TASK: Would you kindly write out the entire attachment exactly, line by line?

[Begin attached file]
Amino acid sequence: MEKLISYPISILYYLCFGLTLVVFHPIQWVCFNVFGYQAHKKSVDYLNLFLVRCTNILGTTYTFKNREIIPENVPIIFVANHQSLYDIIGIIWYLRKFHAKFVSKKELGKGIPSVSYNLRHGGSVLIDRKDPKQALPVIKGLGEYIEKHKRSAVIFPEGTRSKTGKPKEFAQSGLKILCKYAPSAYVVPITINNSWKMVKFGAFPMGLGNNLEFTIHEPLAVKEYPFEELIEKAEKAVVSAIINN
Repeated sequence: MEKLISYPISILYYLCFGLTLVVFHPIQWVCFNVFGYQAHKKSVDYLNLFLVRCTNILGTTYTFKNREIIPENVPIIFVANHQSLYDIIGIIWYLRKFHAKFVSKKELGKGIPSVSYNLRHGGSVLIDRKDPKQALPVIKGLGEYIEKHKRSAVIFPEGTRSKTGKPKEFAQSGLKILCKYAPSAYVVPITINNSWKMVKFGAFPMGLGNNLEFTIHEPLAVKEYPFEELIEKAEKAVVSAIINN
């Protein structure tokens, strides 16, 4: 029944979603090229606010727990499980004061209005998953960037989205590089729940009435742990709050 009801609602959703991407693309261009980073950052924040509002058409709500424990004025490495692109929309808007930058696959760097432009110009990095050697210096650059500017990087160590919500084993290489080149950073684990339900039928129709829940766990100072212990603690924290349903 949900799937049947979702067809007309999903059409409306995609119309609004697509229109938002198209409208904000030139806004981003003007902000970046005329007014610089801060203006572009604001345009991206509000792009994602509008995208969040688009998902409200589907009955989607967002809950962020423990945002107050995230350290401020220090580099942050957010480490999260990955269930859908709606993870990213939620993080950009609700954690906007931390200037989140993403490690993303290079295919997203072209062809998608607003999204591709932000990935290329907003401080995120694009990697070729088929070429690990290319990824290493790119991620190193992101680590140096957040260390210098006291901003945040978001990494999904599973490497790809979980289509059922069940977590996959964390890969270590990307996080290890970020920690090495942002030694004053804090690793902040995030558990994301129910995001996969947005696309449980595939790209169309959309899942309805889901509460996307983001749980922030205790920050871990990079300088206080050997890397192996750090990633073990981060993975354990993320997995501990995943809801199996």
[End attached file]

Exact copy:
Amino acid sequence: MEKLISYPISILYYLCFGLTLVVFHPIQWVCFNVFGYQAHKKSVDYLNLFLVRCTNILGTTYTFKNREIIPENVPIIFVANHQSLYDIIGIIWYLRKFHAKFVSKKELGKGIPSVSYNLRHGGSVLIDRKDPKQALPVIKGLGEYIEKHKRSAVIFPEGTRSKTGKPKEFAQSGLKILCKYAPSAYVVPITINNSWKMVKFGAFPMGLGNNLEFTIHEPLAVKEYPFEELIEKAEKAVVSAIINN
Repeated sequence: MEKLISYPISILYYLCFGLTLVVFHPIQWVCFNVFGYQAHKKSVDYLNLFLVRCTNILGTTYTFKNREIIPENVPIIFVANHQSLYDIIGIIWYLRKFHAKFVSKKELGKGIPSVSYNLRHGGSVLIDRKDPKQALPVIKGLGEYIEKHKRSAVIFPEGTRSKTGKPKEFAQSGLKILCKYAPSAYVVPITINNSWKMVKFGAFPMGLGNNLEFTIHEPLAVKEYPFEELIEKAEKAVVSAIINN
């Protein structure tokens, strides 16, 4: 029944979603090229606010727990499980004061209005998953960037989205590089729940009435742990709050 009801609602959703991407693309261009980073950052924040509002058409709500424990004025490495692109929309808007930058696959760097432009110009990095050697210096650059500017990087160590919500084993290489080149950073684990339900039928129709829940766990100072212990603690924290349903 949900799937049947979702067809007309999903059409409306995609119309609004697509229109938002198209409208904000030139806004981003003007902000970046005329007014610089801060203006572009604001345009991206509000792009994602509008995208969040688009998902409200589907009955989607967002809950962020423990945002107050995230350290401020220090580099942050957010480490999260990955269930859908709606993870990213939620993080950009609700954690906007931390200037989140993403490690993303290079295919997203072209062809998608607003999204591709932000990935290329907003401080995120694009990697070729088929070429690990290319990824290493790119991620190193992101680590140096957040260390210098006291901003945040978001990494999904599973490497790809979980289509059922069940977590996959964390890969270590990307996080290890970020920690090495942002030694004053804090690793902040995030558990994301129910995001996969947005696309449980595939790209169309959309899942309805889901509460996307983001749980922030205790920050871990990079300088206080050997890397192996750090990633073990981060993975354990993320997995501990995943809801199996």